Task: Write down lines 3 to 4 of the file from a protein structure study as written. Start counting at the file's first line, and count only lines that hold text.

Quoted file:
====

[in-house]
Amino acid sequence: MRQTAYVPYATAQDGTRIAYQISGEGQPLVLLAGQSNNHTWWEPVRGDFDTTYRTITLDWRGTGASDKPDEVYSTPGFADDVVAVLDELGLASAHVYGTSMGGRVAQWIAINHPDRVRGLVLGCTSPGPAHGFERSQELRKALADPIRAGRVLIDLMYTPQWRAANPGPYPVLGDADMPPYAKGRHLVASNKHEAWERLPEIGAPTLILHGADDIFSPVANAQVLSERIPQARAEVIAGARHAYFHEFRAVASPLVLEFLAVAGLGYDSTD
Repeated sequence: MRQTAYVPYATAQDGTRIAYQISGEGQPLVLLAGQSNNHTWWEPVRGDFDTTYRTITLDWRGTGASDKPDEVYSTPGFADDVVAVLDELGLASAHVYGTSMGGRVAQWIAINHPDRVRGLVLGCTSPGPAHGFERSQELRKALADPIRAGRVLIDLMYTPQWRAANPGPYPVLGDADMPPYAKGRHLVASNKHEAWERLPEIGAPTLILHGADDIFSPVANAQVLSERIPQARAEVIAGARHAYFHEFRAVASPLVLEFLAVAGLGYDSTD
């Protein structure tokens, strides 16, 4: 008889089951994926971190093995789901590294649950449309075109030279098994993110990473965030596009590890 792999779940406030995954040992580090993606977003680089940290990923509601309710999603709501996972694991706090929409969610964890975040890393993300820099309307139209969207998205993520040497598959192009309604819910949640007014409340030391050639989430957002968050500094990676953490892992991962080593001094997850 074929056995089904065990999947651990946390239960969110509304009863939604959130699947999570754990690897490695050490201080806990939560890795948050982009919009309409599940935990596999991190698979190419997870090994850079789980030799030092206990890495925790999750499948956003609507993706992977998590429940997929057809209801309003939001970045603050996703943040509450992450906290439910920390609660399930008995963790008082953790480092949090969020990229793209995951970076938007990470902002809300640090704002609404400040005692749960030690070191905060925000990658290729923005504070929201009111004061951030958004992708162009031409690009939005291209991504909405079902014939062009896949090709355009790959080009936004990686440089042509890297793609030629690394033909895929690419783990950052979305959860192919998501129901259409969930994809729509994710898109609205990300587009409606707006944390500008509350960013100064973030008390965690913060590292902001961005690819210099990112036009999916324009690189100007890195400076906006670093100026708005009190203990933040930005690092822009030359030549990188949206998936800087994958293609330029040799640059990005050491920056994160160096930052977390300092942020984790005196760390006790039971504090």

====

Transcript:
Repeated sequence: MRQTAYVPYATAQDGTRIAYQISGEGQPLVLLAGQSNNHTWWEPVRGDFDTTYRTITLDWRGTGASDKPDEVYSTPGFADDVVAVLDELGLASAHVYGTSMGGRVAQWIAINHPDRVRGLVLGCTSPGPAHGFERSQELRKALADPIRAGRVLIDLMYTPQWRAANPGPYPVLGDADMPPYAKGRHLVASNKHEAWERLPEIGAPTLILHGADDIFSPVANAQVLSERIPQARAEVIAGARHAYFHEFRAVASPLVLEFLAVAGLGYDSTD
């Protein structure tokens, strides 16, 4: 008889089951994926971190093995789901590294649950449309075109030279098994993110990473965030596009590890 792999779940406030995954040992580090993606977003680089940290990923509601309710999603709501996972694991706090929409969610964890975040890393993300820099309307139209969207998205993520040497598959192009309604819910949640007014409340030391050639989430957002968050500094990676953490892992991962080593001094997850 074929056995089904065990999947651990946390239960969110509304009863939604959130699947999570754990690897490695050490201080806990939560890795948050982009919009309409599940935990596999991190698979190419997870090994850079789980030799030092206990890495925790999750499948956003609507993706992977998590429940997929057809209801309003939001970045603050996703943040509450992450906290439910920390609660399930008995963790008082953790480092949090969020990229793209995951970076938007990470902002809300640090704002609404400040005692749960030690070191905060925000990658290729923005504070929201009111004061951030958004992708162009031409690009939005291209991504909405079902014939062009896949090709355009790959080009936004990686440089042509890297793609030629690394033909895929690419783990950052979305959860192919998501129901259409969930994809729509994710898109609205990300587009409606707006944390500008509350960013100064973030008390965690913060590292902001961005690819210099990112036009999916324009690189100007890195400076906006670093100026708005009190203990933040930005690092822009030359030549990188949206998936800087994958293609330029040799640059990005050491920056994160160096930052977390300092942020984790005196760390006790039971504090």